Does anyone still validate their HTML?
To bluntly answer the question: I validate, but only when I encounter a perplexing cross-browser issue I can’t seem to solve.
In those cases, I’ll copy the one-off HTML document I’m dealing with and paste it into the W3C’s browser-based markup validation service to check for any errors I can’t seem to spot.
While that service is useful for manually validating individual documents, it’s not particularly practical for systematically validating HTML as part of an automated software development pipeline.
I wrote a little script to interface with the API and check the HTML files output by my static site generator, but it kept returning 503 errors on many of the files.
I searched npm for a solution and, while I found many options, they all had one of the following self-imposed dealbreakers:
- Was a programatic abstraction on top of the Nu HTML Checker HTTP API, which I was already using and didn’t need somebody’s additional layer of abstraction.
- Was an old project with little usage, old commits, or some semblance of not being maintained.
- Required installing Docker or Java to run locally.
But did I give up? No. I went to Twitter:
What are people using to batch validate files? e.g. run your SSG, then feed all your
**/*.htmlfiles to some service that’ll validate your markup? I was using nu validator but getting lots of 503 errors when I do
I wasn’t necessarily expecting a service. I’d be more than happy with a CLI tool I could run locally as long as it didn’t require installing Java to do it.
I watched the video from FOSDEM 2021 “HTML5 validation with HTML-validate” and it was quite intriguing. Can you spot the validation error here?
<div> <p> Contact me at: <address> Fred Flinstone 345 Cave Stone Road </address> </p> </div>
If not, watch the video (this part starts at ~4:15). It’s an intriguing look at what the HTML parser does based on the spec.
Now, I like to think I write pretty good HTML. And I haven’t found any bugs in my blog, which is pretty simple site, so my HTML is probably free of problems — right?
I ran html-validate with the
recommended preset and it resulted in over 14,000 errors. That’s right: fourteen thousand.
A lot of those errors appeared to stem from rules like
no-trailing-whitespace which, if you look at the rule on html-validate, is really designed for validating source files to help keep a clean git history. Meanwhile I was running the validator on generated files, so the rule seemed less applicable. These are the kinds of rules I could save for another day.
To keep things manageable, I switched to the
standard present — which is supposed to be like the Nu HTML Checker, I can live with that as a starting place — and I trimmed down my problems to one thousand five hundred and twenty.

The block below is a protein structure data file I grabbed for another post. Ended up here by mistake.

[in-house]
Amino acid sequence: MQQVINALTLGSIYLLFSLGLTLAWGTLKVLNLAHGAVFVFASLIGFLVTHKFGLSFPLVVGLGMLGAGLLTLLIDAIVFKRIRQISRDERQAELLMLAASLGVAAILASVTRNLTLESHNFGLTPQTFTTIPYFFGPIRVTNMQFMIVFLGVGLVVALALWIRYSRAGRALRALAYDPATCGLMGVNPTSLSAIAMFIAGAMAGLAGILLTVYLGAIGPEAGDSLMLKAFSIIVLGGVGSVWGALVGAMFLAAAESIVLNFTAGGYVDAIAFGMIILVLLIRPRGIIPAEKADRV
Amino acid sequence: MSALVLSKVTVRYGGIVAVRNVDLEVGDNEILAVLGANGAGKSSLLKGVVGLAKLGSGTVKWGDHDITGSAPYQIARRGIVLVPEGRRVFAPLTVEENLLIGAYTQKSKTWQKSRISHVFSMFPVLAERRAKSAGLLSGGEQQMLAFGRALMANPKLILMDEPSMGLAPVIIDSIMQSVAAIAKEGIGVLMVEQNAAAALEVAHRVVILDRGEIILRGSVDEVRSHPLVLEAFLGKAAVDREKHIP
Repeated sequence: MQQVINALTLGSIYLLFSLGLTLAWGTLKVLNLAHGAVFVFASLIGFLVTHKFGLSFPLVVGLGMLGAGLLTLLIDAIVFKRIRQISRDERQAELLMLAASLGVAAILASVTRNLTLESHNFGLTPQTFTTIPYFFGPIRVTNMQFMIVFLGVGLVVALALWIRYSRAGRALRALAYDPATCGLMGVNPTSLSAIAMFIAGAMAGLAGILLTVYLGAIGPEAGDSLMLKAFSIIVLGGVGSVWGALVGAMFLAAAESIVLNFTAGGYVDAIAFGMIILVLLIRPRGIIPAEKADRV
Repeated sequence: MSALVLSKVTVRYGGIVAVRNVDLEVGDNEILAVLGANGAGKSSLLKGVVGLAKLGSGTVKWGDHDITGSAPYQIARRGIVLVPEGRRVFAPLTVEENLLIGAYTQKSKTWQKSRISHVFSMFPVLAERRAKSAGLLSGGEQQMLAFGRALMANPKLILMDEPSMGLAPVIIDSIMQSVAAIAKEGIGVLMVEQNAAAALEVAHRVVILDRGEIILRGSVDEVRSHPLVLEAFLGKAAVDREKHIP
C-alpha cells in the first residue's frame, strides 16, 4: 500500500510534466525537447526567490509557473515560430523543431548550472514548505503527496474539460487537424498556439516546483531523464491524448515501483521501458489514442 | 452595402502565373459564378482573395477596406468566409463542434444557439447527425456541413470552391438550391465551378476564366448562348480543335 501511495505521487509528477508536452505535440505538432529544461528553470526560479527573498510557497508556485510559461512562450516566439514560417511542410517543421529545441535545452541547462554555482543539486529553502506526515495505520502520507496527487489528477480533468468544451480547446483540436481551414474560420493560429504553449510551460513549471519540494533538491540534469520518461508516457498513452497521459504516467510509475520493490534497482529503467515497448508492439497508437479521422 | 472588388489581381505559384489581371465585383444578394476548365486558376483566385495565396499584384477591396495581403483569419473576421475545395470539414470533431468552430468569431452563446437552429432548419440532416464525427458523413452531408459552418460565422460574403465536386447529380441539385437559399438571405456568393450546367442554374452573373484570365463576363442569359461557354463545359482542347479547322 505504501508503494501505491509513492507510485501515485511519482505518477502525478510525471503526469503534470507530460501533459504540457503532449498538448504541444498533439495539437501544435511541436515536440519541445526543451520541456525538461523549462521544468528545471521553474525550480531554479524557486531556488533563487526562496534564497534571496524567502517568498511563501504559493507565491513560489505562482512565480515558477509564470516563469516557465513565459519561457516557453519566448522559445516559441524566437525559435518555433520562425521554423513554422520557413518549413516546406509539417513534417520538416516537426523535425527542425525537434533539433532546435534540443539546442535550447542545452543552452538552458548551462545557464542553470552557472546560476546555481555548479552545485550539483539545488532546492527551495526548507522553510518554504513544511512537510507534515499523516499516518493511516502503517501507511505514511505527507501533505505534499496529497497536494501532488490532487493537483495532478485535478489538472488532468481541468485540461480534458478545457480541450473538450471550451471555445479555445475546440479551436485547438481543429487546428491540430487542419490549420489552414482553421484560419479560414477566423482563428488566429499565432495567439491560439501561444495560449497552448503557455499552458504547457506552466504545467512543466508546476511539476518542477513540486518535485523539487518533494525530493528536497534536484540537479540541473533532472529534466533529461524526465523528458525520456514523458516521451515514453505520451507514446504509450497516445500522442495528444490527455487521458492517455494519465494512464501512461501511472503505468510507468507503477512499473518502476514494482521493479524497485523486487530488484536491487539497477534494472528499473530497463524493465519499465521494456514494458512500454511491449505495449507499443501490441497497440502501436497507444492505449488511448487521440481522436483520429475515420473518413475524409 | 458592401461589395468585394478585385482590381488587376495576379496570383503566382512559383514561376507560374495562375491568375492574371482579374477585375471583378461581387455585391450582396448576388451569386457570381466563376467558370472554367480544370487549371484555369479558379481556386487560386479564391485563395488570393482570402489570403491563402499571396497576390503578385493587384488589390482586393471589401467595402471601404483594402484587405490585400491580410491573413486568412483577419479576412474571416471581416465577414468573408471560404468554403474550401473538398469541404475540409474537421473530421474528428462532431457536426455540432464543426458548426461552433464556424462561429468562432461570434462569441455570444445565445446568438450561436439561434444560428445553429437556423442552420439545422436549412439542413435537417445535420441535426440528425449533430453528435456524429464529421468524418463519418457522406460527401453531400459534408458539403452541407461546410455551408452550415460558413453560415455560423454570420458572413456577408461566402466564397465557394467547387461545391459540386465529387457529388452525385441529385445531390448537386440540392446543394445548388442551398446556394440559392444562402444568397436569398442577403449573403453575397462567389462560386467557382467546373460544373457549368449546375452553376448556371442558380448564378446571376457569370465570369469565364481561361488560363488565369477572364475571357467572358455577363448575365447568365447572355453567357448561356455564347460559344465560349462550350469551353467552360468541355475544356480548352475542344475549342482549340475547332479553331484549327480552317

Now not all of those were errors I wrote. Some were a result of markup generated by other tools, like embedded SVGs.
Others were, however, errors I wrote. In my defense, because I wrote them in one place (e.g. a template) they ended up across many of my HTML files. So a single error in one template resulted in the validator counting it as 300 problems across 300 files. (At this point, I’m just making excuses for myself.)
Anyhow, I figured I would outline the validation errors I encountered as an exercise for myself in saying: you don’t know HTML as well as you thought, Jim.
- I was putting the XML prolog into my HTML documents when embedding SVGs (i.e. the
<?xml version="1.0" encoding="utf-8" ?>thingy). Turns out, that’s a no-no.
- I was putting a
checkedattribute on an
<option>element instead of the
- I was nesting a
<output>element, which turns out, is a no-no.
- I was using a space character in the subject line of my
mailto:URI. To be honest, I kinda remember thinking that was a no-no when I wrote it, but it worked fine on the devices I tested, so I lazily said “meh, it’s fine.” The validator held me to higher standards and I properly encoded the space as
- I was writing
<thead><th>…and forgot to put that in a table row! So I fixed it to:
- I had a markdown link in a post from like 2014 that was
and resulted in malformed HTML. (I’m kinda surprised the markdown parser didn’t yell at me to be honest…) I fixed it to the proper
- I was writing “<link>” in a markdown file inside an level 2 heading, e.g.
## How to <link> stuff. No backticks. No HTML entities. Just plain text angle brackets. That meant it ended up as
<h2>How to <link> stuff</h2>in the HTML, which the validator flagged as a
<link>with no corresponding
href🤦♂️. (This actually happened in a few places where I was quoting text from other people and had copy/pasted the angle brackets
>right into the markdown, resulting in actual elements in the HTML output). I fixed these to be written as
<link>in my markdown. (I could’ve used backticks too.)
- I had duplicate IDs in one of my documents, which cued me into the fact that I had duplicate links in my reading notes! (I linked to an article in my reading notes in 2012 and then again in 2021 and didn’t know it!)
Turns out, I still make lots of errors when marking up my hypertext documents. The HTML parser is so good at skipping over problems that I never discovered through my testing that these issues existed. That’s a pretty wonderful thing, but I also see how it led me to being lazy.
Having a validator really helped me stay on point in writing my markup. I give the html-validator CLI tool two big thumbs up 👍👍! Maybe I'll get to their
recommended presets one day and fix the other ~10,000 problems in my markup.
Now I just need that nice little “W3C Validated HTML” bumpersticker on my site ;)